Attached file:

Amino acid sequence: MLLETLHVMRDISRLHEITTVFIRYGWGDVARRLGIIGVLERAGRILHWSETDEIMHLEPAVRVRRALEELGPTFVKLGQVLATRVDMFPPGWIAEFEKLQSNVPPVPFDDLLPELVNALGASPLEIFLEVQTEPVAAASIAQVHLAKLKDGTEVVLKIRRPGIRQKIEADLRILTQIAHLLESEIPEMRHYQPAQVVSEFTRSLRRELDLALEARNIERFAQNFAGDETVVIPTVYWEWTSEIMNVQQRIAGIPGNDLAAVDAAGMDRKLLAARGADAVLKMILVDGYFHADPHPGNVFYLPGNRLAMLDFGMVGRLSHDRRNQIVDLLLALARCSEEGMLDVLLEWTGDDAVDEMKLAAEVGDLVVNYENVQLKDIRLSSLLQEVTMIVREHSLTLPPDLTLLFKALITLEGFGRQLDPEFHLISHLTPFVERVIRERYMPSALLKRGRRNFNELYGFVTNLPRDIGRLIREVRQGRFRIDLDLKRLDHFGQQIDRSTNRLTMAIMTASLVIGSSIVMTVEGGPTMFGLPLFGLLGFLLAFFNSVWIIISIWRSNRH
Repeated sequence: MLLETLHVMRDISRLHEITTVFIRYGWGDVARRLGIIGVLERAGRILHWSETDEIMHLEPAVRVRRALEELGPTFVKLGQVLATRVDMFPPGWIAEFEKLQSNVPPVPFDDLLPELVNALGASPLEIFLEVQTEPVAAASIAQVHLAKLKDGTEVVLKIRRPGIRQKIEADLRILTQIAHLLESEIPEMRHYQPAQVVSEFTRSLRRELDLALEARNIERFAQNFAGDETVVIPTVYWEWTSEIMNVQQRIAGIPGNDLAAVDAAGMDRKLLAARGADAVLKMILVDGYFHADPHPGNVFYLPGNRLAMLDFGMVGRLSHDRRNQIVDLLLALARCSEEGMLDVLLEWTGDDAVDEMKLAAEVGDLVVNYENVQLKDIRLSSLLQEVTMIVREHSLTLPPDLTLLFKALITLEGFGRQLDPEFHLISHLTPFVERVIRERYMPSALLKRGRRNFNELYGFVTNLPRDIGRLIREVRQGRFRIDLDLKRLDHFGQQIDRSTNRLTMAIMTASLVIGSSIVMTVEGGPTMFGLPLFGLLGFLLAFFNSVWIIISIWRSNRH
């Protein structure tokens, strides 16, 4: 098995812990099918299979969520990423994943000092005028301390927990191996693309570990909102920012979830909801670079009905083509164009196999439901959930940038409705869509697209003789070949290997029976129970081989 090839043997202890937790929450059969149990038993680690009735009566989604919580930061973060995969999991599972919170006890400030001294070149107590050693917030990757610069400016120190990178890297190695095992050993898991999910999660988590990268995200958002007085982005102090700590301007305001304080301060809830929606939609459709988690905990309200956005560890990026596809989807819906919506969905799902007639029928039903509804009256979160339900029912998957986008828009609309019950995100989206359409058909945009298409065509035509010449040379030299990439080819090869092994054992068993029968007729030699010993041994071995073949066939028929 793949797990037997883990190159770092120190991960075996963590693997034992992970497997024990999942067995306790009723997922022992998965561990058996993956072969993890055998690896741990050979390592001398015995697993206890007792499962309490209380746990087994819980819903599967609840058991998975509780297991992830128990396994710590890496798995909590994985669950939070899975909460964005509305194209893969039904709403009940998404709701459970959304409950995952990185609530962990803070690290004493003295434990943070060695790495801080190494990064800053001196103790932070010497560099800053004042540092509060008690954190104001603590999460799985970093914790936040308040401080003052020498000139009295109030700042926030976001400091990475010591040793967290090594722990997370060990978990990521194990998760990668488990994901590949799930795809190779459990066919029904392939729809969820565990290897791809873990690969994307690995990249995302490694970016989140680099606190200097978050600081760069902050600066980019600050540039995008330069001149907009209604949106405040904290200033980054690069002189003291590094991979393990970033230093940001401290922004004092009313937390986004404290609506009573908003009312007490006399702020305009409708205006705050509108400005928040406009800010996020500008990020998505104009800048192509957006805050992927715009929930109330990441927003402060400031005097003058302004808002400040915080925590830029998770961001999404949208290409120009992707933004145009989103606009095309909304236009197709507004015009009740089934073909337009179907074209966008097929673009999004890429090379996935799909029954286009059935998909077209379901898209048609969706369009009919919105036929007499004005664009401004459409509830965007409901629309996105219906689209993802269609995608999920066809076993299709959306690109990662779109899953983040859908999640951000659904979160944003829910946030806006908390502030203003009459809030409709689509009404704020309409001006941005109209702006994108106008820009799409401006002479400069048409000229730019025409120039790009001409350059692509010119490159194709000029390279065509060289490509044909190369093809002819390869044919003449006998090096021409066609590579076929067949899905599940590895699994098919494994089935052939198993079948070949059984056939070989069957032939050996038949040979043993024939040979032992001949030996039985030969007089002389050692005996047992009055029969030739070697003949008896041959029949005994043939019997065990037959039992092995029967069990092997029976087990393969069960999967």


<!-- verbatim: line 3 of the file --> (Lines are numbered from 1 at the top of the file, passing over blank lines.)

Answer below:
């Protein structure tokens, strides 16, 4: 098995812990099918299979969520990423994943000092005028301390927990191996693309570990909102920012979830909801670079009905083509164009196999439901959930940038409705869509697209003789070949290997029976129970081989 090839043997202890937790929450059969149990038993680690009735009566989604919580930061973060995969999991599972919170006890400030001294070149107590050693917030990757610069400016120190990178890297190695095992050993898991999910999660988590990268995200958002007085982005102090700590301007305001304080301060809830929606939609459709988690905990309200956005560890990026596809989807819906919506969905799902007639029928039903509804009256979160339900029912998957986008828009609309019950995100989206359409058909945009298409065509035509010449040379030299990439080819090869092994054992068993029968007729030699010993041994071995073949066939028929 793949797990037997883990190159770092120190991960075996963590693997034992992970497997024990999942067995306790009723997922022992998965561990058996993956072969993890055998690896741990050979390592001398015995697993206890007792499962309490209380746990087994819980819903599967609840058991998975509780297991992830128990396994710590890496798995909590994985669950939070899975909460964005509305194209893969039904709403009940998404709701459970959304409950995952990185609530962990803070690290004493003295434990943070060695790495801080190494990064800053001196103790932070010497560099800053004042540092509060008690954190104001603590999460799985970093914790936040308040401080003052020498000139009295109030700042926030976001400091990475010591040793967290090594722990997370060990978990990521194990998760990668488990994901590949799930795809190779459990066919029904392939729809969820565990290897791809873990690969994307690995990249995302490694970016989140680099606190200097978050600081760069902050600066980019600050540039995008330069001149907009209604949106405040904290200033980054690069002189003291590094991979393990970033230093940001401290922004004092009313937390986004404290609506009573908003009312007490006399702020305009409708205006705050509108400005928040406009800010996020500008990020998505104009800048192509957006805050992927715009929930109330990441927003402060400031005097003058302004808002400040915080925590830029998770961001999404949208290409120009992707933004145009989103606009095309909304236009197709507004015009009740089934073909337009179907074209966008097929673009999004890429090379996935799909029954286009059935998909077209379901898209048609969706369009009919919105036929007499004005664009401004459409509830965007409901629309996105219906689209993802269609995608999920066809076993299709959306690109990662779109899953983040859908999640951000659904979160944003829910946030806006908390502030203003009459809030409709689509009404704020309409001006941005109209702006994108106008820009799409401006002479400069048409000229730019025409120039790009001409350059692509010119490159194709000029390279065509060289490509044909190369093809002819390869044919003449006998090096021409066609590579076929067949899905599940590895699994098919494994089935052939198993079948070949059984056939070989069957032939050996038949040979043993024939040979032992001949030996039985030969007089002389050692005996047992009055029969030739070697003949008896041959029949005994043939019997065990037959039992092995029967069990092997029976087990393969069960999967």